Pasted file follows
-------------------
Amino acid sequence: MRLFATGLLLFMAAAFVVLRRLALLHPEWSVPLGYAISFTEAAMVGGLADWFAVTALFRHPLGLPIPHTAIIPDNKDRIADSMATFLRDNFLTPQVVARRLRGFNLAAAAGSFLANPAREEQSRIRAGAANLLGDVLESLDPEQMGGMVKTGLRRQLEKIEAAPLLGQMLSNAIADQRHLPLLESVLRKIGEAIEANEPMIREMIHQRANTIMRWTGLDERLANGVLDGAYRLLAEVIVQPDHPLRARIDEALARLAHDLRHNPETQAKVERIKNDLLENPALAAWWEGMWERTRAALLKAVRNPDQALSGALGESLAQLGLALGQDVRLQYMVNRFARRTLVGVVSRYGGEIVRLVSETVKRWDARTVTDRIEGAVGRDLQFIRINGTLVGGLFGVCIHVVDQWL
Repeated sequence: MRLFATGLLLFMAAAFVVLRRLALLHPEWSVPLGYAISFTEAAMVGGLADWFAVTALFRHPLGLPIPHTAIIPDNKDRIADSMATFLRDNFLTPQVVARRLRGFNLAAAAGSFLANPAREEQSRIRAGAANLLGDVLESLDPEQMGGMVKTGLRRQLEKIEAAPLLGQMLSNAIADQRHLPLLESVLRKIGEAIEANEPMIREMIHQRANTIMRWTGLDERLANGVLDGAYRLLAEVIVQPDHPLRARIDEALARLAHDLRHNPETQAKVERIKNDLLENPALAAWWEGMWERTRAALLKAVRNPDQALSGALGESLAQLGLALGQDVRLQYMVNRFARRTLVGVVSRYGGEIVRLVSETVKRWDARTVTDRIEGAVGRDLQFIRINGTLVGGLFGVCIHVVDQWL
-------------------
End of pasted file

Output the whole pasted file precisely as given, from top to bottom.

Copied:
Amino acid sequence: MRLFATGLLLFMAAAFVVLRRLALLHPEWSVPLGYAISFTEAAMVGGLADWFAVTALFRHPLGLPIPHTAIIPDNKDRIADSMATFLRDNFLTPQVVARRLRGFNLAAAAGSFLANPAREEQSRIRAGAANLLGDVLESLDPEQMGGMVKTGLRRQLEKIEAAPLLGQMLSNAIADQRHLPLLESVLRKIGEAIEANEPMIREMIHQRANTIMRWTGLDERLANGVLDGAYRLLAEVIVQPDHPLRARIDEALARLAHDLRHNPETQAKVERIKNDLLENPALAAWWEGMWERTRAALLKAVRNPDQALSGALGESLAQLGLALGQDVRLQYMVNRFARRTLVGVVSRYGGEIVRLVSETVKRWDARTVTDRIEGAVGRDLQFIRINGTLVGGLFGVCIHVVDQWL
Repeated sequence: MRLFATGLLLFMAAAFVVLRRLALLHPEWSVPLGYAISFTEAAMVGGLADWFAVTALFRHPLGLPIPHTAIIPDNKDRIADSMATFLRDNFLTPQVVARRLRGFNLAAAAGSFLANPAREEQSRIRAGAANLLGDVLESLDPEQMGGMVKTGLRRQLEKIEAAPLLGQMLSNAIADQRHLPLLESVLRKIGEAIEANEPMIREMIHQRANTIMRWTGLDERLANGVLDGAYRLLAEVIVQPDHPLRARIDEALARLAHDLRHNPETQAKVERIKNDLLENPALAAWWEGMWERTRAALLKAVRNPDQALSGALGESLAQLGLALGQDVRLQYMVNRFARRTLVGVVSRYGGEIVRLVSETVKRWDARTVTDRIEGAVGRDLQFIRINGTLVGGLFGVCIHVVDQWL